Final Thoughts: Peggle Deluxe
I'm no stranger to mindless puzzle games (having put countless hours into Tetris when I was a kid), but I haven't really been into those types of games for a long time. In all honesty, I probably never would have even heard of Peggle, never mind have played it, if not for the fact that a demo version came bundled with my Orange Box purchase... a diabolically ingenious move from developers Valve and PopCap.
I don't know whose idea it was, but in the end it became my undoing. The idea is so simple, so transparent, so obvious... I didn't even realize I fell for the trap until it was too late. What better way to sell an obscure small-scale casual game than to bundle a demo with a package that takes hours to fully download? When you buy the Orange Box from Steam, it comes with "Peggle Extreme", a free Half-Life themed demo version of Peggle. Of course, it finishes downloading in about one minute, practically inviting you to launch it as you wait for the rest of the games to download. A short time later, I had completed everything in the demo and was right back on Steam, happily putting up another $10 for the full version. My addiction had begun.
Before I go any further, let me explain what Peggle actually is. To put it in relative terms, it's sort of like pachinko, only you get to launch the balls from the top of the screen in a sort of upside-down version of Bust-a-Move. The screen is filled with a whole bunch of pegs and/or blocks, some of which are colored orange. You start with ten balls, and your objective is to clear the screen of orange pegs before you run out of balls. One by one, you launch balls from the top of the screen. The game's brilliant physics system (and a huge heaping of luck) takes over from there. There's also a moving bucket at the bottom of the screen, waiting to grant extra balls (if you're lucky enough to land a ball in it, that is). Aside from orange, there are three other types of peg. Blue pegs are the most common type and score the fewest number of points. A purple peg is also available on each individual shot (its location changes randomly on each turn). Hitting the purple peg gives a score boost on the current shot. And finally, there are two green pegs on each level. Hitting a green peg gives access to one of several special abilities.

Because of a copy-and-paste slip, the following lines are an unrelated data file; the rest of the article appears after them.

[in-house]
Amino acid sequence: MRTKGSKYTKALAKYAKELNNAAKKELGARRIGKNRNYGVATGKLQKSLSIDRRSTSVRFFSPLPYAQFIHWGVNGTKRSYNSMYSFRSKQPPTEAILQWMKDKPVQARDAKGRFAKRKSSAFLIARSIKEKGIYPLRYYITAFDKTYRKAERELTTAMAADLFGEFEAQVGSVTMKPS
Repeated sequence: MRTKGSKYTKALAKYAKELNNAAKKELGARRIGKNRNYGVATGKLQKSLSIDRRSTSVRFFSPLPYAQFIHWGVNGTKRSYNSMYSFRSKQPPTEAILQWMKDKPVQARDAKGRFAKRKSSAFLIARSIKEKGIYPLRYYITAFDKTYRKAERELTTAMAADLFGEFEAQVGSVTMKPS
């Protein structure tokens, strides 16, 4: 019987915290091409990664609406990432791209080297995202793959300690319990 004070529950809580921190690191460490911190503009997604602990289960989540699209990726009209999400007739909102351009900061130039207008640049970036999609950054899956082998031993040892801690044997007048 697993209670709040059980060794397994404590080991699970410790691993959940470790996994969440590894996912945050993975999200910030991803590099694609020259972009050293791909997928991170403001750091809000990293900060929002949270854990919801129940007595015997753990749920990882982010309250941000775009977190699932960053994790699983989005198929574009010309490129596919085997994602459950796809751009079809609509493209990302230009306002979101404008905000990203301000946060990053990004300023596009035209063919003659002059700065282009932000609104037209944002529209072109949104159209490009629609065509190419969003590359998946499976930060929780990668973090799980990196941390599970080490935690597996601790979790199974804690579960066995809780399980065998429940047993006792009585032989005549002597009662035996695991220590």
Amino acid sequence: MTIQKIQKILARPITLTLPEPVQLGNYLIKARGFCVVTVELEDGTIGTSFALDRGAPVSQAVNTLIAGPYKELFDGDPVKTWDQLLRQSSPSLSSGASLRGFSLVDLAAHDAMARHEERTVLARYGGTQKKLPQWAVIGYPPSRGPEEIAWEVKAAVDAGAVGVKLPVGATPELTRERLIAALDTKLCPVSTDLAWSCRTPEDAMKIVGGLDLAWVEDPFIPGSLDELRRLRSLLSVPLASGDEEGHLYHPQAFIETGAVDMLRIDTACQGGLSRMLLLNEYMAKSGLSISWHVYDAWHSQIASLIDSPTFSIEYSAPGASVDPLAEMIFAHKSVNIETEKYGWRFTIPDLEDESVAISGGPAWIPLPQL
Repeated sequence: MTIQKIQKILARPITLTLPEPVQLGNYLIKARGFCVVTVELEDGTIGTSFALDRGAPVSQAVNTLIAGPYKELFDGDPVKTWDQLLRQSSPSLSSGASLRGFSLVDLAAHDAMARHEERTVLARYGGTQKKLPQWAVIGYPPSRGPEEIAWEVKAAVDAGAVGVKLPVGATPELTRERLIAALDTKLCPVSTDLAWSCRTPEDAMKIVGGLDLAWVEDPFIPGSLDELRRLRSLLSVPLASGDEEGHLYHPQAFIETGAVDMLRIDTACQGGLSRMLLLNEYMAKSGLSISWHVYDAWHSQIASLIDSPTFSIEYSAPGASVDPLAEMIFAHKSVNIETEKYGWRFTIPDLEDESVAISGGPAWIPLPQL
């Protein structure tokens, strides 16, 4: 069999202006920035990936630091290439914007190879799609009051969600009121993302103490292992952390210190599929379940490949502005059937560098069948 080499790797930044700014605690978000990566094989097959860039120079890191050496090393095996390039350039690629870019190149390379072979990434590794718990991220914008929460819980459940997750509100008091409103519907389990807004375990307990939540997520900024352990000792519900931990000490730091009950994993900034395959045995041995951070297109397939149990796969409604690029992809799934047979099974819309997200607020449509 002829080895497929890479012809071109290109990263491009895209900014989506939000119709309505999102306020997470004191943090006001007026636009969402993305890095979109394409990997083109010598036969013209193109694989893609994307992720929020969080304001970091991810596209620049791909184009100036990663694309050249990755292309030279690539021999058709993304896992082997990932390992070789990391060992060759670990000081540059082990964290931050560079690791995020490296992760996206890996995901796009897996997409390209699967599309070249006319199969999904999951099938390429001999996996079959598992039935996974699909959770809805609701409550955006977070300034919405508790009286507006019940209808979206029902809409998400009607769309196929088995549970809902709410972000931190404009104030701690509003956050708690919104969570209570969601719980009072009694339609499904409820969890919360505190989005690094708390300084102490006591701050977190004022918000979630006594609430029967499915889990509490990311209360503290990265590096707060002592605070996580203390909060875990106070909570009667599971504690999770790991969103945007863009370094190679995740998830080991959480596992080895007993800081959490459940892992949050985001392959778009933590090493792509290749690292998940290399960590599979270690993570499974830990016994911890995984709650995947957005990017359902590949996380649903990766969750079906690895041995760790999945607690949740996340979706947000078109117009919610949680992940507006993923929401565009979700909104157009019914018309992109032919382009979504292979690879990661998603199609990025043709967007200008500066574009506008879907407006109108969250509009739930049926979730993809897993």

The "special abilities" differ, based on one of ten different helper characters. At the beginning of the game, only one character is available - Bjorn the unicorn. Bjorn's power, for example, is called "Super Guide". When you select Bjorn as your helper and hit a green peg, his ability kicks in for a few turns and allows you to see the angle the ball will bounce before you launch it. By playing through the main adventure mode of Peggle, you unlock the remaining nine characters, each of which offers a different ability. You are then free to use any unlocked character in the remaining portions of the game.
As I briefly mentioned above, "Adventure" is the main introductory mode of the game. You progress through a series of levels/boards, all the while unlocking new characters. The goal in these levels is simply to clear the board by hitting all the orange pegs. All in all, it's actually not that difficult (given enough time, I'm pretty sure a monkey randomly clicking the mouse could probably clear these boards). But that's actually OK. Adventure mode serves as a perfect introduction to the levels, the characters, and the concepts of the game. The real meat of Peggle comes in the form of its challenges.